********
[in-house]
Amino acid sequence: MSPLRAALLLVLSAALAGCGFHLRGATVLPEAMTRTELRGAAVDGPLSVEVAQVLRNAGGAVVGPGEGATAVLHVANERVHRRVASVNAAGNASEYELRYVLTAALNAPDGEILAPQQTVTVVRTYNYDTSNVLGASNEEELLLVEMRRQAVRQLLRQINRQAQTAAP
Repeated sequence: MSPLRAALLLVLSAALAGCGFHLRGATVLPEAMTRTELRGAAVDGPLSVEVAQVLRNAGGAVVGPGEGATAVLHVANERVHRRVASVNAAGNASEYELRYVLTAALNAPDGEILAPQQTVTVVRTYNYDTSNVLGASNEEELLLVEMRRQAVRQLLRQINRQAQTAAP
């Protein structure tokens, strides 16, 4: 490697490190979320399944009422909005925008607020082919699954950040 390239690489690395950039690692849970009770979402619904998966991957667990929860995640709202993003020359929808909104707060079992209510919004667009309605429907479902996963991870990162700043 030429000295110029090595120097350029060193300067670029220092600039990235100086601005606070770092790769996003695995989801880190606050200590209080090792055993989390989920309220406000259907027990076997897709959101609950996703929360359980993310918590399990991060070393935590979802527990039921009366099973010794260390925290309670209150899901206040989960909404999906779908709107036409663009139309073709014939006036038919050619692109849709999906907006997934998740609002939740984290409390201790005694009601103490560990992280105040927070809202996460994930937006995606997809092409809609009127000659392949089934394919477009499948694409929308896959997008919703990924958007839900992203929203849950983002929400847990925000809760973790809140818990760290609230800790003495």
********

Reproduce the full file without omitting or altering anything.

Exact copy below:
[in-house]
Amino acid sequence: MSPLRAALLLVLSAALAGCGFHLRGATVLPEAMTRTELRGAAVDGPLSVEVAQVLRNAGGAVVGPGEGATAVLHVANERVHRRVASVNAAGNASEYELRYVLTAALNAPDGEILAPQQTVTVVRTYNYDTSNVLGASNEEELLLVEMRRQAVRQLLRQINRQAQTAAP
Repeated sequence: MSPLRAALLLVLSAALAGCGFHLRGATVLPEAMTRTELRGAAVDGPLSVEVAQVLRNAGGAVVGPGEGATAVLHVANERVHRRVASVNAAGNASEYELRYVLTAALNAPDGEILAPQQTVTVVRTYNYDTSNVLGASNEEELLLVEMRRQAVRQLLRQINRQAQTAAP
């Protein structure tokens, strides 16, 4: 490697490190979320399944009422909005925008607020082919699954950040 390239690489690395950039690692849970009770979402619904998966991957667990929860995640709202993003020359929808909104707060079992209510919004667009309605429907479902996963991870990162700043 030429000295110029090595120097350029060193300067670029220092600039990235100086601005606070770092790769996003695995989801880190606050200590209080090792055993989390989920309220406000259907027990076997897709959101609950996703929360359980993310918590399990991060070393935590979802527990039921009366099973010794260390925290309670209150899901206040989960909404999906779908709107036409663009139309073709014939006036038919050619692109849709999906907006997934998740609002939740984290409390201790005694009601103490560990992280105040927070809202996460994930937006995606997809092409809609009127000659392949089934394919477009499948694409929308896959997008919703990924958007839900992203929203849950983002929400847990925000809760973790809140818990760290609230800790003495």